Boston Marathon bombing survivors honoured 11 years on as lying juror probe underway

Survivors of the 2013 Boston Marathon bombing will be honored at this year’s race on the 11th anniversary of the attack.

The city of Boston and the Boston Athletic Association honored the victims, survivors, and first responders of the attack at a wreath-laying ceremony on Monday at the site of the bombing which killed three people and injured hundreds of others.

The race was underway on Monday morning with 30,000 competitors taking part along with the world’s best long-distance runners.

Marcel Hug won the men’s wheelchair division, the first race of this year’s competition, and Eden Rainbow-Cooper took gold in the women’s wheelchair race.

Boston Mayor Michelle Wu said she is also encouraging acts of kindness in recognition of the city’s spirit of care for one another in response to the tragic events of April 15, 2013.

“One Boston Day brings our whole community together to take care of each other and spread goodwill,” Ms Wu said. “This year, I urge Bostonians to consider volunteering or carrying out a small act of kindness—whether joining a neighborhood cleanup, buying coffee for the person behind you, or sharing gratitude with our first responders along the Boston Marathon route.”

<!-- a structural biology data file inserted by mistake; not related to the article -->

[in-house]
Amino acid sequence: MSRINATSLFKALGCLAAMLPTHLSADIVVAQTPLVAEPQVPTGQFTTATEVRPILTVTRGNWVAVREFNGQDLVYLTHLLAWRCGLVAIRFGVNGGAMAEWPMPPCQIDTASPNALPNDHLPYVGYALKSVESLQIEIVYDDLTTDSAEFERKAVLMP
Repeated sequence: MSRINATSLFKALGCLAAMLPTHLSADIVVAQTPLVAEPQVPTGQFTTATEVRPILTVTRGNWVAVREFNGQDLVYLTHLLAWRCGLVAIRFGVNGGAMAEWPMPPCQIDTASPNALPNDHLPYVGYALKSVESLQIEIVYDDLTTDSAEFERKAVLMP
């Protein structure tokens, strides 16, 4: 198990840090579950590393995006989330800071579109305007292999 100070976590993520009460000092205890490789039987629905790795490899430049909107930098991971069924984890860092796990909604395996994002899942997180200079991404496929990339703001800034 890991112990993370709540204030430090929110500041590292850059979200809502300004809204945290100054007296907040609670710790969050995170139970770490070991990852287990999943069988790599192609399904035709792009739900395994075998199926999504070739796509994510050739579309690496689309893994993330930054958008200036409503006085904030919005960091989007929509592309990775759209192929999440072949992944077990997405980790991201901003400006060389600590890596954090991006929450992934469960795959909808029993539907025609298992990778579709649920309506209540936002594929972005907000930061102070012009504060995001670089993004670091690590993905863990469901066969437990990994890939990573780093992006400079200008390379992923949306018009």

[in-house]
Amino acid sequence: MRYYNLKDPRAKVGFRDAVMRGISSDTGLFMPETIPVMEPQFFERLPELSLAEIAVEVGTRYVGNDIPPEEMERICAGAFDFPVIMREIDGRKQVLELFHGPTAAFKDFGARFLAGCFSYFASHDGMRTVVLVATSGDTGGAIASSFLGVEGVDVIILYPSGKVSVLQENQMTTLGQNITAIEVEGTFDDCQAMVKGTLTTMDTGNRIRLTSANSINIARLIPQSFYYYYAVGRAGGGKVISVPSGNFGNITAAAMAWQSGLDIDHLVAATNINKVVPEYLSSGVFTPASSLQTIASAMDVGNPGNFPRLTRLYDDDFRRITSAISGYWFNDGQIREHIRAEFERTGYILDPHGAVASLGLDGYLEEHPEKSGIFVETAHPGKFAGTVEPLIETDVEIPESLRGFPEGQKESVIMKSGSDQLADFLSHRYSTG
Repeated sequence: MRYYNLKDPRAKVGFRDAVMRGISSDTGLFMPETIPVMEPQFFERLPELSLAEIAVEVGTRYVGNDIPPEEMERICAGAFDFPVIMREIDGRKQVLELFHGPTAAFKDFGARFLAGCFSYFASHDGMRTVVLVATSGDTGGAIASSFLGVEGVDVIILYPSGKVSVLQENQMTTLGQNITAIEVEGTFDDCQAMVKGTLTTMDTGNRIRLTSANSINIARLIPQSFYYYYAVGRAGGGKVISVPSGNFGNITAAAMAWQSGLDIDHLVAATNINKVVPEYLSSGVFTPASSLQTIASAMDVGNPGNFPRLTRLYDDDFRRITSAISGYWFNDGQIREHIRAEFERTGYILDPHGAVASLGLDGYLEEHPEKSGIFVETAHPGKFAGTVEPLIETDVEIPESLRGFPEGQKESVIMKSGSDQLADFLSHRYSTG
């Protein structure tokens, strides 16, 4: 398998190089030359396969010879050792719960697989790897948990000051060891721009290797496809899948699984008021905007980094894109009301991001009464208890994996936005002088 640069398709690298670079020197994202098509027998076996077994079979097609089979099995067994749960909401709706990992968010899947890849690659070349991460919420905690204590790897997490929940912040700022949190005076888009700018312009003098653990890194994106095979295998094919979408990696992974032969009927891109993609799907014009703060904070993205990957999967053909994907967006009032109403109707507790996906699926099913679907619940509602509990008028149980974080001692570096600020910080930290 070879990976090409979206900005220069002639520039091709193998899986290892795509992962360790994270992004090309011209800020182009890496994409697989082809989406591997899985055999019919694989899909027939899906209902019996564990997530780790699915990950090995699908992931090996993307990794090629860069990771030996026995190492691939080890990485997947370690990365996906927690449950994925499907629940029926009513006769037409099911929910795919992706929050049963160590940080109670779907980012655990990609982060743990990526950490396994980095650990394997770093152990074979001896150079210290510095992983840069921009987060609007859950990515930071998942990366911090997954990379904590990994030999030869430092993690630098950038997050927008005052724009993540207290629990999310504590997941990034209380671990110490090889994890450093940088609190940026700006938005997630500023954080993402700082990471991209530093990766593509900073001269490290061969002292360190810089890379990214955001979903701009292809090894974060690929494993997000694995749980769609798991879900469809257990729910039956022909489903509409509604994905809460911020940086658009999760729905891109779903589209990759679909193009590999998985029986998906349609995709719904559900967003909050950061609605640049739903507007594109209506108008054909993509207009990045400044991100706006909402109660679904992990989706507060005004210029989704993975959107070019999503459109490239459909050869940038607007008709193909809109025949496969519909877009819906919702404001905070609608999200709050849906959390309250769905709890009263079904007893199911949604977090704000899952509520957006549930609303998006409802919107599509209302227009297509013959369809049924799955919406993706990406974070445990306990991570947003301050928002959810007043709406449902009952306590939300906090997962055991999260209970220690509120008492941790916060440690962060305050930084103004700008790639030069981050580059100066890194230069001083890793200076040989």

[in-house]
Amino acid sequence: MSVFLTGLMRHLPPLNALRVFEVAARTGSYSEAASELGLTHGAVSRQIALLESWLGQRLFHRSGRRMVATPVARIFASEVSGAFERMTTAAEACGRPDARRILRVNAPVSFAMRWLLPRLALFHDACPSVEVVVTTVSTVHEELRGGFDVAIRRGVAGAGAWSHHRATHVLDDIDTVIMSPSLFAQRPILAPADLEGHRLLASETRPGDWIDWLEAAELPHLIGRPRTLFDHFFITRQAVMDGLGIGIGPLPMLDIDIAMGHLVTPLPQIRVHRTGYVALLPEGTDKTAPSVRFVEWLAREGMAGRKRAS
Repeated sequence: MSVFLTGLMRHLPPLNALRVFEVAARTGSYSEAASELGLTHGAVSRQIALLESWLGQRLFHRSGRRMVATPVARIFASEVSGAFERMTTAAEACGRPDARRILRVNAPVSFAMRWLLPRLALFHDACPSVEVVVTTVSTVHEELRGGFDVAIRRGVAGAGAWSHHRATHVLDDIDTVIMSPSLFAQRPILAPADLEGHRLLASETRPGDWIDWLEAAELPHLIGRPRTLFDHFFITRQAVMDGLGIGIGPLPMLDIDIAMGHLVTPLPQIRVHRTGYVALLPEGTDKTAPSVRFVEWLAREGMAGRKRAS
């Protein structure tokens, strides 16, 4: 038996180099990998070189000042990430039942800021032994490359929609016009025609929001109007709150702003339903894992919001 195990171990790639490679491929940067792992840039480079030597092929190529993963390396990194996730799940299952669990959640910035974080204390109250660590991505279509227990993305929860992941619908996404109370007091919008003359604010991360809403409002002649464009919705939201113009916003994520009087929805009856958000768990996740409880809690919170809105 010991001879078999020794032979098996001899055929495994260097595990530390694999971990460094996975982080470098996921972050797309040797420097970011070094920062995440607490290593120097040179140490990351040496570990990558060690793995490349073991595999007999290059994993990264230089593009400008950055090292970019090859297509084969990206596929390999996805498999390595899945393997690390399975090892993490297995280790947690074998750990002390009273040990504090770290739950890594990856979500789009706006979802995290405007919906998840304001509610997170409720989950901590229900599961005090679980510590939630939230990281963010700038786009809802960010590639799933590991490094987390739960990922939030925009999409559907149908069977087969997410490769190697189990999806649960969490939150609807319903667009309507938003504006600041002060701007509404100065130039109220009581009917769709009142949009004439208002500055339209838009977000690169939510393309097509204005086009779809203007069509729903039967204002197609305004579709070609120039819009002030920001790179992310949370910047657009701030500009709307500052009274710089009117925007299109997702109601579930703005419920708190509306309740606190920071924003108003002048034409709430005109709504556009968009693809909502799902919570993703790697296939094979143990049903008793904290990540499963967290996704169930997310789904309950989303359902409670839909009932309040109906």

Three people, including a child, were killed when two pressure-cooker bombs exploded near the end of the marathon route 11 years ago. MIT Police Officer Sean Allen Collier was shot dead three days later.

Boston Police Officer Dennis “DJ” Simmonds died a year later from injuries he suffered during the manhunt for bombers.

Tamerlan Tsarnaev, one of the bombers, was killed during the manhunt. His accomplice and younger brother, Dzhokhar Tsarnaev, was captured.

At his trial, he was found guilty of 30 federal crimes and given the death penalty. However, the trial has faced delays over claims of juror bias by his defense.

In March, a federal appeals court directed the judge who presided over Dzhokhar Tsarnaev’s 2015 trial to investigate whether two jurors were biased.

The 1st US Circuit Court of Appeals stopped short of granting Tsarnaev’s bid to overturn his death sentence. However, it concluded that Judge George O’Toole’s earlier investigation into Tsarnaev’s claims that two jurors lied – about whether they had discussed the case on social media – “fell short of what was constitutionally required”.

The Court of Appeals said that if the lower court’s investigation reveals either person should have been disqualified, the court should vacate Tsarnaev’s death sentence and hold a new penalty-phase trial to determine whether he should sentenced to death.

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